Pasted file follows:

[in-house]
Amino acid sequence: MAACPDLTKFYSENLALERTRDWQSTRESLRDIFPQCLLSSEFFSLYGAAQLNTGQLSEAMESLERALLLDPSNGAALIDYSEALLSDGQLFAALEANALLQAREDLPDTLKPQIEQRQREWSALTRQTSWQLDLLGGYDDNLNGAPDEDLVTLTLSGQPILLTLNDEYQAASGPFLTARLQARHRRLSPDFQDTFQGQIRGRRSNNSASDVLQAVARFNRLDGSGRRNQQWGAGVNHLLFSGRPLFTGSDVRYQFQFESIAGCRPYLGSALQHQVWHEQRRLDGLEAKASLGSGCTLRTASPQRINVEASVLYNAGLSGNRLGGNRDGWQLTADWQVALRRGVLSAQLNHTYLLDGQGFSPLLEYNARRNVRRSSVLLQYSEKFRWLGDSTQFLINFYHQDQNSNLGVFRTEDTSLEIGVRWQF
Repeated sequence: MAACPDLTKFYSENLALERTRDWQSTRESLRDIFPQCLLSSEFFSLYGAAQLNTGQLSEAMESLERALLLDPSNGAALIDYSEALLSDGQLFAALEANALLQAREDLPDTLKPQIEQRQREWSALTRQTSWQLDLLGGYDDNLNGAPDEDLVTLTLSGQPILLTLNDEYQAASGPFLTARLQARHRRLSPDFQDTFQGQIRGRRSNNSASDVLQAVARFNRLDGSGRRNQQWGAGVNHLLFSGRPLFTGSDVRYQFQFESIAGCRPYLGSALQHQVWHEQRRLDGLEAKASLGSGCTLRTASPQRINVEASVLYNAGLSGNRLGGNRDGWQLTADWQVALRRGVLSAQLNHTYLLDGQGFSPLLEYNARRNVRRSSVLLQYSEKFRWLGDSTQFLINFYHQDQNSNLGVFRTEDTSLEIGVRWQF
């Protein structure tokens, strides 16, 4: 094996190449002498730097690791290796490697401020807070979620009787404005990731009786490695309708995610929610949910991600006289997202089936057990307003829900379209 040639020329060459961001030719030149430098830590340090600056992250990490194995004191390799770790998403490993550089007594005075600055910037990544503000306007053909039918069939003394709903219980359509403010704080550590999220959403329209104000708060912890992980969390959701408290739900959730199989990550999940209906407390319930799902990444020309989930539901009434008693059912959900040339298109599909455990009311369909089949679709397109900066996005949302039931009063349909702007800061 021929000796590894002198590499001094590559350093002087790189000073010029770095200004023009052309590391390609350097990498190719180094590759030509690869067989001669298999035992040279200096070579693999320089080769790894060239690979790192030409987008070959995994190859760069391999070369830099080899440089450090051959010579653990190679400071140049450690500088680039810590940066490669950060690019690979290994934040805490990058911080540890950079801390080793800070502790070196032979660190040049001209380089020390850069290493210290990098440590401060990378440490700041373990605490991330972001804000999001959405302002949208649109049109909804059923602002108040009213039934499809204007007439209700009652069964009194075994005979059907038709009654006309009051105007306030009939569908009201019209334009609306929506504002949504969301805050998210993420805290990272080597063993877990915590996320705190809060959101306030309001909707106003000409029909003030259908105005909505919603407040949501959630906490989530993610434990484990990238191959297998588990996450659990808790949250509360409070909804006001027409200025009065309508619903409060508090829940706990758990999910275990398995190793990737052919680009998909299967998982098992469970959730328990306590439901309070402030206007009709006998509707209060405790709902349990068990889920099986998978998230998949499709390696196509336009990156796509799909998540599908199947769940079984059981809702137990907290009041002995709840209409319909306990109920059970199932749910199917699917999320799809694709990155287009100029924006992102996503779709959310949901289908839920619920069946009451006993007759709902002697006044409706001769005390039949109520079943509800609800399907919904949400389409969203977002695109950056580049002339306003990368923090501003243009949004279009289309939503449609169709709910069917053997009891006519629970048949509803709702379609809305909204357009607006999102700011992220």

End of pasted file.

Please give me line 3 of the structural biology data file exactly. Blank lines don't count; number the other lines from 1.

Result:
Repeated sequence: MAACPDLTKFYSENLALERTRDWQSTRESLRDIFPQCLLSSEFFSLYGAAQLNTGQLSEAMESLERALLLDPSNGAALIDYSEALLSDGQLFAALEANALLQAREDLPDTLKPQIEQRQREWSALTRQTSWQLDLLGGYDDNLNGAPDEDLVTLTLSGQPILLTLNDEYQAASGPFLTARLQARHRRLSPDFQDTFQGQIRGRRSNNSASDVLQAVARFNRLDGSGRRNQQWGAGVNHLLFSGRPLFTGSDVRYQFQFESIAGCRPYLGSALQHQVWHEQRRLDGLEAKASLGSGCTLRTASPQRINVEASVLYNAGLSGNRLGGNRDGWQLTADWQVALRRGVLSAQLNHTYLLDGQGFSPLLEYNARRNVRRSSVLLQYSEKFRWLGDSTQFLINFYHQDQNSNLGVFRTEDTSLEIGVRWQF